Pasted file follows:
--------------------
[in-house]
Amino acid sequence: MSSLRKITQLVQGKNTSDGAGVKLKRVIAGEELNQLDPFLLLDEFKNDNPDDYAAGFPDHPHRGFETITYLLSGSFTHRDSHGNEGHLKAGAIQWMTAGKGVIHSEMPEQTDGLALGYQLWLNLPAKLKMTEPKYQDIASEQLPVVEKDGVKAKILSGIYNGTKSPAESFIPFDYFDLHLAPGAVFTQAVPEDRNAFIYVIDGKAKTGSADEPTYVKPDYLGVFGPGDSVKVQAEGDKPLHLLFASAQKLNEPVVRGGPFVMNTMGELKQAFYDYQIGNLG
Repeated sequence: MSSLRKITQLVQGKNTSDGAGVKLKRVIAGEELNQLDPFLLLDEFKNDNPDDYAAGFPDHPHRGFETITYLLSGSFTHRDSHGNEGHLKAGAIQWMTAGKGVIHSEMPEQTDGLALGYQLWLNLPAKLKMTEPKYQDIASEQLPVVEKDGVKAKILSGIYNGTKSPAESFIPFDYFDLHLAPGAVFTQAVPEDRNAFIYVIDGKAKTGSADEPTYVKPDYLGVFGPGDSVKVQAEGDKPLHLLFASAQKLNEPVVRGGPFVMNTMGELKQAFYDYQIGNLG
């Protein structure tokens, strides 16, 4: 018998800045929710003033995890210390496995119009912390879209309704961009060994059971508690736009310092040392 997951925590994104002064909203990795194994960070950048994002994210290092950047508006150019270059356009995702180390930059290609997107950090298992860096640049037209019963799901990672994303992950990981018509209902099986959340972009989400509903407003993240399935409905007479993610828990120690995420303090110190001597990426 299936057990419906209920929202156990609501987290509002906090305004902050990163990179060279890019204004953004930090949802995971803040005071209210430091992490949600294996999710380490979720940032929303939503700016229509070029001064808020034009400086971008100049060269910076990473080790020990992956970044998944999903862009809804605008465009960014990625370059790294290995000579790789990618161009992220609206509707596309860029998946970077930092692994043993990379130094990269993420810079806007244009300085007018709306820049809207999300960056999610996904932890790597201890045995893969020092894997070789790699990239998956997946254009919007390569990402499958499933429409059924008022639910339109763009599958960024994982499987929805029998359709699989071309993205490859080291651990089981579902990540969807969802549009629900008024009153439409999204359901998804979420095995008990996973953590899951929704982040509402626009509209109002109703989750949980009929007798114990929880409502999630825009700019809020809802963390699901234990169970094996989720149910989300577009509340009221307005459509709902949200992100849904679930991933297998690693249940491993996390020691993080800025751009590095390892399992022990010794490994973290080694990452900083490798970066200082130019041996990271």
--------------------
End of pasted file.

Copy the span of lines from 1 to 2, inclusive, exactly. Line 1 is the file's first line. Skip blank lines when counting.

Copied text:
[in-house]
Amino acid sequence: MSSLRKITQLVQGKNTSDGAGVKLKRVIAGEELNQLDPFLLLDEFKNDNPDDYAAGFPDHPHRGFETITYLLSGSFTHRDSHGNEGHLKAGAIQWMTAGKGVIHSEMPEQTDGLALGYQLWLNLPAKLKMTEPKYQDIASEQLPVVEKDGVKAKILSGIYNGTKSPAESFIPFDYFDLHLAPGAVFTQAVPEDRNAFIYVIDGKAKTGSADEPTYVKPDYLGVFGPGDSVKVQAEGDKPLHLLFASAQKLNEPVVRGGPFVMNTMGELKQAFYDYQIGNLG